The house, at 94 Drs. James Parker Boulevard, was the home to one of the most influential African-American journalists of the late 19th and early 20th centuries, when it was known as Maple Hall (and the street was called Beech Street).
Fortune, known for his bold writing promoting civil rights, bought the house in 1901 and owned it for a decade. It was later acquired by the Vaccarelli family, who lived in the house and ran a commercial bakery on the property.
Because of its connection to Fortune, the house was entered into the National Register of Historic Places in 1976. Still, it was vacant and crumbling by 2006, attracting the attention of local preservationists.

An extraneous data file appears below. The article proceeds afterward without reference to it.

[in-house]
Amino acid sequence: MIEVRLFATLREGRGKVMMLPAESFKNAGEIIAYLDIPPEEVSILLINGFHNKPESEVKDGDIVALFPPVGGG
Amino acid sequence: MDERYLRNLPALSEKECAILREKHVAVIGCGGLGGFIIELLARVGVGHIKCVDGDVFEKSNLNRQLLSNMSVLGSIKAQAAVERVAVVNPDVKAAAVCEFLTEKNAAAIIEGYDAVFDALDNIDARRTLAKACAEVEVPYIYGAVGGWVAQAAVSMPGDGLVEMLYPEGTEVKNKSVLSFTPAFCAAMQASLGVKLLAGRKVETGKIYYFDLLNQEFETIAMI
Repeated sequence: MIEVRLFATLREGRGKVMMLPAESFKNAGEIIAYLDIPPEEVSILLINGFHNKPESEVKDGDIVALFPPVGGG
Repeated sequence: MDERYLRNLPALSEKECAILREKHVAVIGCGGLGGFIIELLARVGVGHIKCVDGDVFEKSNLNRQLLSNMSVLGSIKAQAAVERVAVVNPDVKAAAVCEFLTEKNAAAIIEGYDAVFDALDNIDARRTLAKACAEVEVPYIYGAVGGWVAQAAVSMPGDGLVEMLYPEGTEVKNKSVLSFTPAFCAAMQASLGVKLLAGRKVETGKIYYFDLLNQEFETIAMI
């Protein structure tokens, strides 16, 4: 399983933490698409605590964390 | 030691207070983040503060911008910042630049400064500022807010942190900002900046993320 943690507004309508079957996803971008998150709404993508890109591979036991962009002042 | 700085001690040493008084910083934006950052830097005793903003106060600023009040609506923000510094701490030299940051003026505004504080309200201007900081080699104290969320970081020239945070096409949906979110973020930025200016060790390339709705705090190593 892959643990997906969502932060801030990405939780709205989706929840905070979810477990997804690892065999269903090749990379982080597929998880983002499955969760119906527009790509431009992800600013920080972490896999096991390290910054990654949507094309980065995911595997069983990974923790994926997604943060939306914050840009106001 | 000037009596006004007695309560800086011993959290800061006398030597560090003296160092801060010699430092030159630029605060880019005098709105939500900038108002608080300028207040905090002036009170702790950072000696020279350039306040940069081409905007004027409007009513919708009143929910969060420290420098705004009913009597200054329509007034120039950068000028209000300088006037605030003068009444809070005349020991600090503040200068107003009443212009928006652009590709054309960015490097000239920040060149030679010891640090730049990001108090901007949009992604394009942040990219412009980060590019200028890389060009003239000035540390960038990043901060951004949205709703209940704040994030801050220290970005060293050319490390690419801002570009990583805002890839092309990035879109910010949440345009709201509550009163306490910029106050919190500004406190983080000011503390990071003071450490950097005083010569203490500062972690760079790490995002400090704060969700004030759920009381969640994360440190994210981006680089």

After a wholesale makeover by builder Roger Mumford, the long-vacant and crumbling structure opened in May as the T. Thomas Fortune Cultural Center.
In a prepared statement, Miriam Ascarelli, president of SPJ’s New Jersey chapter, said the organization hopes the designation “will help the people at the T. Thomas Fortune Foundation with their invaluable work of resurrecting the legacy of an important black journalist who, sadly, has been largely forgotten.
“This is one of those under-reported stories that needs to be told,” Ascarelli said.
The house is the second site in New Jersey chosen for the designation: the first, in 2018, was the Union Hotel in Flemington, where journalists from around the world convened in January 1935 to cover the Lindbergh baby kidnap-murder trial at the Hunterdon County Courthouse across the street.
(Photo by John T. Ward. Click to enlarge.)